The Conrad Veidt Society

The Plot:


This film was produced in America, in 1940, while the United States was technically still neutral..


A cerebral prison camp 'escape movie'. You'd never see it's like today.


Books that mention this Movie: Gavin Lambert's book ''On Cukor'' isn't a standard bio; it's a series of interviews with Cukor about his films and his career in general. On Escape, all Cukor says about it is that it was a project he wanted to do, but it was taken away from him. In his bio of Norma Shearer, Lambert says Shearer agreed to do Escape when Louis B. Mayer appealed to her ''sense of public duty,'' since it was a film about the evils of Nazism, and Mayer was more interested in exploiting and exposing that than continuing to appeal to the German market (remember, the U.S. wasn't at war with Germany yet). Her part was expanded to include a romance with the character played by Robert Taylor. Cukor was let go from the project by producer Lawrence Weingarten, who then offered it to Hitchcock, who turned it down, and then gave it to Mervyn LeRoy. Nothing on how much, if any, Shearer consulted with Cukor on the film. There's very little on CV, but here is the paragraph:

''After a week's shooting, [director Mervyn] LeRoy found Paul Lukas [as General von Kolb] lacking in menace and replaced him with Conrad Veidt. It was his most positive contribution as a director. Norma and Veidt struck an immediate rapport, and in their scenes together Escape comes alive, in spite of an artificial studio-bound Germany, theatrically lit sets, and exteriors reeking of back projection. Their final confrontation allows Veidt to display his strong, sardonic glitter and Norma to give a last example of her tautly emotional vein.''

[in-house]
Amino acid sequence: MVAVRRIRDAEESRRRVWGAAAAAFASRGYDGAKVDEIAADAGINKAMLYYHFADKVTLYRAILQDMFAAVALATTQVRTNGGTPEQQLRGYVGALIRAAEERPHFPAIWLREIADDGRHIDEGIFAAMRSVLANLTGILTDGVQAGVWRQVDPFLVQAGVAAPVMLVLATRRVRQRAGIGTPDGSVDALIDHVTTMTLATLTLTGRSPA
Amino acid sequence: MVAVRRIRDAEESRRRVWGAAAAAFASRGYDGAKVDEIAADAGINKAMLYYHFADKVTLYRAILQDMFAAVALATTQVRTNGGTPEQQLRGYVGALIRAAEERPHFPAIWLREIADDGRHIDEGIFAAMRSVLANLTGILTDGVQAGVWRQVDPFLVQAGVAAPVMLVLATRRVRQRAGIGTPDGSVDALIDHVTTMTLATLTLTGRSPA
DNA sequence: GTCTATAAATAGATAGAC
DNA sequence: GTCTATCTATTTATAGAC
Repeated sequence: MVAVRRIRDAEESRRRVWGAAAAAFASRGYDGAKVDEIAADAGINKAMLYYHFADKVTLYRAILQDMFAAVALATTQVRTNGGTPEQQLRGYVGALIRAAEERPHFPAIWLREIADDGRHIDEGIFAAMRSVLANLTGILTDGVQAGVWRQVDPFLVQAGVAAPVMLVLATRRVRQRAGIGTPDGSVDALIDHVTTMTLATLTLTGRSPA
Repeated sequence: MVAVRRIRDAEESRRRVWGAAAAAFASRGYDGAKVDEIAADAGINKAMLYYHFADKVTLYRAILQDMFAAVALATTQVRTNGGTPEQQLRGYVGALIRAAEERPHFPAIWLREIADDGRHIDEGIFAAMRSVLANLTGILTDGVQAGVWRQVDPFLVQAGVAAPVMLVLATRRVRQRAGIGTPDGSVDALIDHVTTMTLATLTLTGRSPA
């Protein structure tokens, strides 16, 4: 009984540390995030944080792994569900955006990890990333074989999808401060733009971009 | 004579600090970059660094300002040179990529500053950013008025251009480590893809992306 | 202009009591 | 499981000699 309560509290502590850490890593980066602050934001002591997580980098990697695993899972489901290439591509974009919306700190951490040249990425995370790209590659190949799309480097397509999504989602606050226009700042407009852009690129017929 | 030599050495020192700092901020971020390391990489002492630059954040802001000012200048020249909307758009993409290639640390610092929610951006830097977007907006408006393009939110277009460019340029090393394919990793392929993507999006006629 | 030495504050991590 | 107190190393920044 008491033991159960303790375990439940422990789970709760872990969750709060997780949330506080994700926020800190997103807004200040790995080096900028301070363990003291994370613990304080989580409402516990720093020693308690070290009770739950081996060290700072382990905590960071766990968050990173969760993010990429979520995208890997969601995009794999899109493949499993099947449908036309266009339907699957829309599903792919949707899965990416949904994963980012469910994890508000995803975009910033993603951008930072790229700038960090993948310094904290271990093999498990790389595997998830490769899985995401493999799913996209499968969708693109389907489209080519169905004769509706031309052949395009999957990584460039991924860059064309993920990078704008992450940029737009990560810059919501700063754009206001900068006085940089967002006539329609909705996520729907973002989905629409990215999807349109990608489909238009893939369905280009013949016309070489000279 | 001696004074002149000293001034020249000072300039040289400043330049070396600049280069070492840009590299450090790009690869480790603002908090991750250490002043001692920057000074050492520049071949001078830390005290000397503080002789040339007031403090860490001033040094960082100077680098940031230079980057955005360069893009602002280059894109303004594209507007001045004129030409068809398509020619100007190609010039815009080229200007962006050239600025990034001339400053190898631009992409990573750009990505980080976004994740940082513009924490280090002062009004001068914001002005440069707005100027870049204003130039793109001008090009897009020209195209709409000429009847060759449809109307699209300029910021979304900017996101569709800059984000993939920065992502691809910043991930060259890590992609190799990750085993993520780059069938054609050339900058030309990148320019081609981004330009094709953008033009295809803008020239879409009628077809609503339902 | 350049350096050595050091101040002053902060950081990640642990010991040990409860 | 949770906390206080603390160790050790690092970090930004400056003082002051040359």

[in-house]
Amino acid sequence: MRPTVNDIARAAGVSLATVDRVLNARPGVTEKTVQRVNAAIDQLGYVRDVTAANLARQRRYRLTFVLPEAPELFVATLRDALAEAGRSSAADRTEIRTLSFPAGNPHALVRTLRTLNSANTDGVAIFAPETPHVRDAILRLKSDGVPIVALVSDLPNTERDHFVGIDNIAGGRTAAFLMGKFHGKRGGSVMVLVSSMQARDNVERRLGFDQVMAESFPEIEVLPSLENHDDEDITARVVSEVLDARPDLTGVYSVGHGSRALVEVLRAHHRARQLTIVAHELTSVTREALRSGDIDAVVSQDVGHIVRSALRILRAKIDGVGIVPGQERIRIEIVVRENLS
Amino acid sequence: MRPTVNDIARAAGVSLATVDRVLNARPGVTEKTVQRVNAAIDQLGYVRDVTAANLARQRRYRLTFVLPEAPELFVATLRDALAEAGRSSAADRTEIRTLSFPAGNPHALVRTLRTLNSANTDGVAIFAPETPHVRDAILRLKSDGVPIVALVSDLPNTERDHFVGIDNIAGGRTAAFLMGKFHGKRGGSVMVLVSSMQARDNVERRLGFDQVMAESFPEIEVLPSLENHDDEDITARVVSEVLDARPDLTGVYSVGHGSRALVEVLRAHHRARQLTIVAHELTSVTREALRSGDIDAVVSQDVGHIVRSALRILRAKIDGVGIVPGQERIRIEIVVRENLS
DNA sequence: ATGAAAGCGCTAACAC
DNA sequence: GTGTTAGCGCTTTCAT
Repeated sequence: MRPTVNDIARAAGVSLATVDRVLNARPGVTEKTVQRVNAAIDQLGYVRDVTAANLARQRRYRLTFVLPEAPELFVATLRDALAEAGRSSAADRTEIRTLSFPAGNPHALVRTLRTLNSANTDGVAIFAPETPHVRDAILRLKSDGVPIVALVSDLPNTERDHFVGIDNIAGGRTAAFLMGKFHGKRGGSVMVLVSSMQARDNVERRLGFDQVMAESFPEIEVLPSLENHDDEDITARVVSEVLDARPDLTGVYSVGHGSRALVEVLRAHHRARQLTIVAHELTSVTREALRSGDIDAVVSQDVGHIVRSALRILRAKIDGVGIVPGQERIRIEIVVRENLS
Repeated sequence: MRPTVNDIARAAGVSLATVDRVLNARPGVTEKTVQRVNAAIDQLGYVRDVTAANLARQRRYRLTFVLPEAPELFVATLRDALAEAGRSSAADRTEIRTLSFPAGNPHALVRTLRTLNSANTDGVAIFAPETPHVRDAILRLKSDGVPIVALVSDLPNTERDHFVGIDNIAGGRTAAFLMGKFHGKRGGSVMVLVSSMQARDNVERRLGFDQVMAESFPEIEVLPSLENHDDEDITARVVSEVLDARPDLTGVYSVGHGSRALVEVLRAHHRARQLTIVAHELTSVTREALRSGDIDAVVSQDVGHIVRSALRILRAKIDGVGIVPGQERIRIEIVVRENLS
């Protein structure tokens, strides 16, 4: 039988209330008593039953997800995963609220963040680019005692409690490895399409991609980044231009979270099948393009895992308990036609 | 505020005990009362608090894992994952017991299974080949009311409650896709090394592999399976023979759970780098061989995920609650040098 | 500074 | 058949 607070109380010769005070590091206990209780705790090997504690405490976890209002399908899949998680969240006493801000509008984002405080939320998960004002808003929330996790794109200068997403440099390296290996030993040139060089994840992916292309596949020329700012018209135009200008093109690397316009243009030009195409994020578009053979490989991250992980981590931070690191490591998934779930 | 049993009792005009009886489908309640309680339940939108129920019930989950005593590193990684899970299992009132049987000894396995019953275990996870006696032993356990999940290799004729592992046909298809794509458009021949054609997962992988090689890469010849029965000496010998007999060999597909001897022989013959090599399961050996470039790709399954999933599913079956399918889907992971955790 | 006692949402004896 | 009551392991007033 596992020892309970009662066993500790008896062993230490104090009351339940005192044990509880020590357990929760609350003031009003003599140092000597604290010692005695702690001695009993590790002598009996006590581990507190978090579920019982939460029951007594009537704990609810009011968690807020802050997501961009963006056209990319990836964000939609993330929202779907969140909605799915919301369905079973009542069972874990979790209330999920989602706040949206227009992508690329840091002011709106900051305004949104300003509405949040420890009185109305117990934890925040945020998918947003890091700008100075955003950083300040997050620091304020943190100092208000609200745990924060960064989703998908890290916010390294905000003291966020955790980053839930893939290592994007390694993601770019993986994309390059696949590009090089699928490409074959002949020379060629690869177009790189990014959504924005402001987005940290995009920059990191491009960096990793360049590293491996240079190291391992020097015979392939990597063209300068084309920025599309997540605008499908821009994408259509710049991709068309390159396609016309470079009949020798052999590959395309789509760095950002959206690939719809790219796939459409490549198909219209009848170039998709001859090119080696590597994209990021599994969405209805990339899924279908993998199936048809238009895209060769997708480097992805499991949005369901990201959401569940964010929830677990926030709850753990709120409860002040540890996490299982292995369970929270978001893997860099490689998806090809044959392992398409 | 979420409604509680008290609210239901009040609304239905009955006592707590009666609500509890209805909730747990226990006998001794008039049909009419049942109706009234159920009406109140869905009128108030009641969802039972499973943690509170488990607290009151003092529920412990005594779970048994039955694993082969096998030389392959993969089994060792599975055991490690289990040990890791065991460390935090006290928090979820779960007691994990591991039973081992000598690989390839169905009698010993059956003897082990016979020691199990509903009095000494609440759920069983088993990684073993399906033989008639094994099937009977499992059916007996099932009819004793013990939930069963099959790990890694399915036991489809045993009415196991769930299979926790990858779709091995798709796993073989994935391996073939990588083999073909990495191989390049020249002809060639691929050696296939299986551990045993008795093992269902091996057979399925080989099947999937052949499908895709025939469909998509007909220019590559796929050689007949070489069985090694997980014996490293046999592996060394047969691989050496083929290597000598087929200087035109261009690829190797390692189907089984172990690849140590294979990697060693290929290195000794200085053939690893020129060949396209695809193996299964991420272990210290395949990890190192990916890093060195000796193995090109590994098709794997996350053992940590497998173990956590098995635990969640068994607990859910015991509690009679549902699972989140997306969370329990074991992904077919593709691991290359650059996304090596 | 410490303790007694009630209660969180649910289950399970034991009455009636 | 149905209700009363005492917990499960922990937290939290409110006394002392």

Also from Lambert's Shearer bio: Director Sidney Franklin was having trouble coming up with an actor to play the impotent Louis XVI of France for Shearer's film Marie Antoinette. He first wanted Charles Laughton (unavailable), then Spencer Tracy (Shearer and producer Stromberg were opposed). The next suggestion was Charles Boyer, but he turned down the part. So then, Lambert says, ''producer and director then rounded up some remarkably dissimilar actors to make tests, including Cedric Hardwicke, Ralph Richardson, Conrad Veidt, Maurice Evans, Roger Livesey and Emlyn Williams.'' None of them ''clicked'' so then he tested Peter Lorre. Robert Morley ended up with the part.

I've Seen That Face Somewhere Before

Albert Bassermann and his wife Elsa play Dr. Arthur Henning and his wife. A poignant bit of casting, considering that the Bassermann's fled Nazi Germany. (Elsa Bassermann was Jewish).

Bonita Granville, who plays Ursula, is most famous for her series of Nancy Drew movies.



Books available from

Order the book by Ethel Vance on which the movie was based. ESCAPE here.

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By Barbara Peterson



Conrad Veidt

Norma Shearer

Robert Taylor

Alla Nazimova


Albert Bassermann

Philip Dorn

Bonita Granville

Edgar aBrrier

Elsa Bassermann

Blanche Yurka

Lisa Gohn

General Kurt von Kalb

Countess von Treck

Mark Preysing

Emmy Ritter

Fritz Keller

Dr. Arthur Henning

Dr. Ditten



Mrs. Henning



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